Finishing touches: Complete Exposure
Builders: Bravo Design and Construction
AV: Everingham Audio
Venneer walls: Feather veneers
Feature Lighting: Mance Design
Furniture: Design intent by pmdl (Supplied by client)
Floor Tiles: Earp Brothers
Carpet: Whitecliffe Imports, designed by pmdl
Timber Floor: Recycled iron bark
Ceiling: Wonderlite pressed metal ceilings
Mr B’s is a site rich in history. It has housed a butcher, a confectioner and Sydney’s best Chinese restaurant (which was also the first to serve Yum Cha) In a previous incarnation, this venue was a popular gathering spot for the local Chinese community.
Recently, Mr B’s has undergone a major renovation, with three levels, three bars, outdoor seating with smoking areaand dining. The venue is a versatile platform that can be booked for various events from fashion shows to live performances and company parties.
For designers PMDL, the project offered a fresh perspective on the concept of ‘adaptive reuse’ and questions the essence of contemporary bar design through the layered application of remnant building elements and placement of historical references as tributes to the variety of past building use.
Historical research showed that the building was originally set up as a provisional and electrical store for Macilraths, later as a Woolworths grocery store and then onto becoming the Mandarin Club for many decades. These past uses influenced the design which is then presented to the streetscape through large glazed openings. The result is in clear contrast to a more traditional approach of bar spaces as being introspective. A return of the space to a double height volume and full height glazing offers renewed interest at street level and re-establishes the buildings’ command of the street corner. The full offer and experience is therefore offered to the outside.
The existing steel structure and brick veneer, were stripped back to become back ground fabric for the application of more decorative elements such as the pressed metal ceilings and marquetry panelling of which were an inherent part of the original building. Chinese day beds on the mezzanine level offer a gestural reference to the past occupation of the space by the Mandarin Club. Elements such as marquetry panelling on the celling and walls and in the day beds were inlfuenced by a small fragment of linoleum with a similar pattern found within the space.
Visual elements ie murals, signage for the interior an exterior (including yes the reskinning of the giant vertical sign on the corner of the building, what a challenge that was!) as well as some vinyl patterning were all carried out by Complete Exposure Design Studio.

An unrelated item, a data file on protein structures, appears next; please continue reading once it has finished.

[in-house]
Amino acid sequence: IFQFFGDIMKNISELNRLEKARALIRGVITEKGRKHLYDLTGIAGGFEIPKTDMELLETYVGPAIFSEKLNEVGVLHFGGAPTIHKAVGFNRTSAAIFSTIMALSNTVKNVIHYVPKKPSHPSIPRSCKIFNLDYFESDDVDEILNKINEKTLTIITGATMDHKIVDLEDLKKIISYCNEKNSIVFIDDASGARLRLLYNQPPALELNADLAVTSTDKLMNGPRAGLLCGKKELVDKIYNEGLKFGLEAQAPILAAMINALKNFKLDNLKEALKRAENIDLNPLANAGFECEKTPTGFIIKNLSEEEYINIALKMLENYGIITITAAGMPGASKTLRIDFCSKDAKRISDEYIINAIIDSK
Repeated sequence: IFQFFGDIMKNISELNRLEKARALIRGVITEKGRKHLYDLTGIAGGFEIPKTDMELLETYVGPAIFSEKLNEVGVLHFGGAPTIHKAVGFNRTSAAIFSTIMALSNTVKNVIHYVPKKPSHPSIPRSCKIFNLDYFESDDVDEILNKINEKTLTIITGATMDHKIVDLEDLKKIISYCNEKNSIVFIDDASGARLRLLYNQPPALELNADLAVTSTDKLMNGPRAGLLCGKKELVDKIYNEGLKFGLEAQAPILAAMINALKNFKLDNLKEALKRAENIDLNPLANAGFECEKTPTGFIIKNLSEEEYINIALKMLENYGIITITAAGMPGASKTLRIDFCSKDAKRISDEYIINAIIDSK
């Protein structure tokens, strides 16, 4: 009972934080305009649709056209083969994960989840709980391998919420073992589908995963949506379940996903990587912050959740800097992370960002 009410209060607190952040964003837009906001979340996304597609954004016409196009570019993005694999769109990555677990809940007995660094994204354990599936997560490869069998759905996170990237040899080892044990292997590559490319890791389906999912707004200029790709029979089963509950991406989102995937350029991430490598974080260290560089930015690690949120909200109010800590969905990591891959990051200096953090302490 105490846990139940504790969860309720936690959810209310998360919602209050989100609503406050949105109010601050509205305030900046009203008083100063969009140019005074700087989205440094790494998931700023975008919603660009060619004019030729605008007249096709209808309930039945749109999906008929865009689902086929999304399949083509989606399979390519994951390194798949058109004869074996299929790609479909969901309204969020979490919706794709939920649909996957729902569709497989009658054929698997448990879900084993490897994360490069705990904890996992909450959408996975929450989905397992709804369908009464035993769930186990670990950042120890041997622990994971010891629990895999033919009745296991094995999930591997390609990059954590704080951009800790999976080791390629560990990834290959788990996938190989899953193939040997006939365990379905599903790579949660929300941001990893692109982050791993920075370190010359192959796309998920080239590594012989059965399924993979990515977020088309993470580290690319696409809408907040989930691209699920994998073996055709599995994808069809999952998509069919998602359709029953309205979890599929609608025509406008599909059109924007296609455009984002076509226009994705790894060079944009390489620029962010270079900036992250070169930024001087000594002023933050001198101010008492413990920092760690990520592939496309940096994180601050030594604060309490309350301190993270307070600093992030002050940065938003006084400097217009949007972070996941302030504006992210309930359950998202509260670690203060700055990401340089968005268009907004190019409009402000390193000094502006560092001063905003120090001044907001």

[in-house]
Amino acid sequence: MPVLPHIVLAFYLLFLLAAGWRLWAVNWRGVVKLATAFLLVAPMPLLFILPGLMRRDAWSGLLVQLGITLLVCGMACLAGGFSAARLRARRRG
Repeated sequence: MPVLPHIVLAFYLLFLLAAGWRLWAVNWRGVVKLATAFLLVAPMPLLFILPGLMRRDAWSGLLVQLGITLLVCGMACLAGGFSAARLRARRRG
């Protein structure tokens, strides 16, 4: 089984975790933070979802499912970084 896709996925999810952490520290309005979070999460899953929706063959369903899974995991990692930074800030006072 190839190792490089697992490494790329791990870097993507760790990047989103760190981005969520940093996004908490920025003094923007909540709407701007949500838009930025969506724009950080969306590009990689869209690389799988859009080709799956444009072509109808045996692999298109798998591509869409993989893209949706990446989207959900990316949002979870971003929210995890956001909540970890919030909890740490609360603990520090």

Complete Exposure Design Studio were specifically handed the task of designing heritage signage that had to be sympathetic to the history of the building as well as the new decor proposed. Images of yesteryear were melded with a contemporary design to ensure that the heritage aspect of the council requirements was not static or stale in application.
The TAO mural was on the otherhand a funky bright and loud image montage developed to compliment the decadence of the heavily influenced asian feel downstairs.
Complete were also handed the task of sourcing additional complimenting furnishings for the venue like additional outdoor indoor and seating as well as restaurant tables.
The signal processing and matrixing is taken care of by the Allen and Heath iDR8 product. 2 x iDr8, 2 x iDRin and 2 x iDRout provide a twin 16×16 matrix. ie; 16 stereo input / sources can be broadcast to any of 16 stereo outputs or zones at any volume. The iDr8 also provides for compression, limiting, noise gating, EQ and active cross-over on every input and output.
“All this occurs at the highest possible digital sonic performance and international quality of professional appointment and construction,” added Luke. “The iDR8’s only limitation is the experience and imagination of the person programming it.
“In general Allen and Heath give you the distinct impression their products are designed and manufactured by professional and experienced sound engineers for sound engineers.”